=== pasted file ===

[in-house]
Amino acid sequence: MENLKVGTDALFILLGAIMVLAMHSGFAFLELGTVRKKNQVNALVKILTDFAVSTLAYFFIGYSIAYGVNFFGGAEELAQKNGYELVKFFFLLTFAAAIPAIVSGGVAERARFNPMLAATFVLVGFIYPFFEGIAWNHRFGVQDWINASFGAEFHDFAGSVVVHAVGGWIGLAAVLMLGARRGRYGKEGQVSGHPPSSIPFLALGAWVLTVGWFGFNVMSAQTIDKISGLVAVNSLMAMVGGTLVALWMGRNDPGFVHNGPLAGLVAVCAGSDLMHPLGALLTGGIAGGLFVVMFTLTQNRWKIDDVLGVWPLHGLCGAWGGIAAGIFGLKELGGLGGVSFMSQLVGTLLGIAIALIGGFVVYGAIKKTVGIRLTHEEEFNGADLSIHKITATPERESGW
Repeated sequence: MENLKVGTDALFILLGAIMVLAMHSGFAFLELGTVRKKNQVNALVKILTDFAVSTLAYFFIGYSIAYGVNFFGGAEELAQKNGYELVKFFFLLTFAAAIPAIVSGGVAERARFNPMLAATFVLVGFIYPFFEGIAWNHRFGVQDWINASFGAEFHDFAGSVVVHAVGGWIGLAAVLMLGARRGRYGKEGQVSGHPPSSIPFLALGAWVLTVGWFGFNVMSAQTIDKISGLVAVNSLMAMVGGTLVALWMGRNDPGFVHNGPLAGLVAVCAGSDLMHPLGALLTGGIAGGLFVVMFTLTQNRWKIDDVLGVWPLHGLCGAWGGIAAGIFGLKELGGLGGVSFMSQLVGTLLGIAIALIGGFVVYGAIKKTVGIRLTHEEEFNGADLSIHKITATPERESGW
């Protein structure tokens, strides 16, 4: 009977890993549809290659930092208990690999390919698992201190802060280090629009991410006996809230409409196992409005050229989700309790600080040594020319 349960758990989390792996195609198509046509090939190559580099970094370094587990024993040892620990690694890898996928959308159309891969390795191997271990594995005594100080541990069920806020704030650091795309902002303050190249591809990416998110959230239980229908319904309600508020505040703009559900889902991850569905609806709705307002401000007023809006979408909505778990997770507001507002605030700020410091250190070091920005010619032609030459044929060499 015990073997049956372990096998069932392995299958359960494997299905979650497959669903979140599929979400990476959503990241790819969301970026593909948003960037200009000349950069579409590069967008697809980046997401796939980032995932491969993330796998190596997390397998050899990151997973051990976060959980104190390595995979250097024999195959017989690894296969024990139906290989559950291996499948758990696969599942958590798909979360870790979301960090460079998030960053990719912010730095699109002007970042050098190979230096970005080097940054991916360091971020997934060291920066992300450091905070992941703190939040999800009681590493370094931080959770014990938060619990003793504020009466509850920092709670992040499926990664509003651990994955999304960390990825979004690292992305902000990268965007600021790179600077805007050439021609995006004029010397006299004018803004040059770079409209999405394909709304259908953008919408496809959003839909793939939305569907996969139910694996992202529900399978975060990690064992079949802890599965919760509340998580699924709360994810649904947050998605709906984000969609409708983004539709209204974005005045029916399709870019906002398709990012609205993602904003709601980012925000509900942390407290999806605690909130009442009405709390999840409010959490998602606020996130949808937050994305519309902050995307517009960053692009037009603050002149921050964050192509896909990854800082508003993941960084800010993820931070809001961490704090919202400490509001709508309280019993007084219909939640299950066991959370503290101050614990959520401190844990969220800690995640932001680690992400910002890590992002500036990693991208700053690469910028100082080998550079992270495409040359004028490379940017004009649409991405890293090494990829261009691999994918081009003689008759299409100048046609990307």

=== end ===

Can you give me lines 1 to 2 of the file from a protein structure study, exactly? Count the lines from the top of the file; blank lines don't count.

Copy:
[in-house]
Amino acid sequence: MENLKVGTDALFILLGAIMVLAMHSGFAFLELGTVRKKNQVNALVKILTDFAVSTLAYFFIGYSIAYGVNFFGGAEELAQKNGYELVKFFFLLTFAAAIPAIVSGGVAERARFNPMLAATFVLVGFIYPFFEGIAWNHRFGVQDWINASFGAEFHDFAGSVVVHAVGGWIGLAAVLMLGARRGRYGKEGQVSGHPPSSIPFLALGAWVLTVGWFGFNVMSAQTIDKISGLVAVNSLMAMVGGTLVALWMGRNDPGFVHNGPLAGLVAVCAGSDLMHPLGALLTGGIAGGLFVVMFTLTQNRWKIDDVLGVWPLHGLCGAWGGIAAGIFGLKELGGLGGVSFMSQLVGTLLGIAIALIGGFVVYGAIKKTVGIRLTHEEEFNGADLSIHKITATPERESGW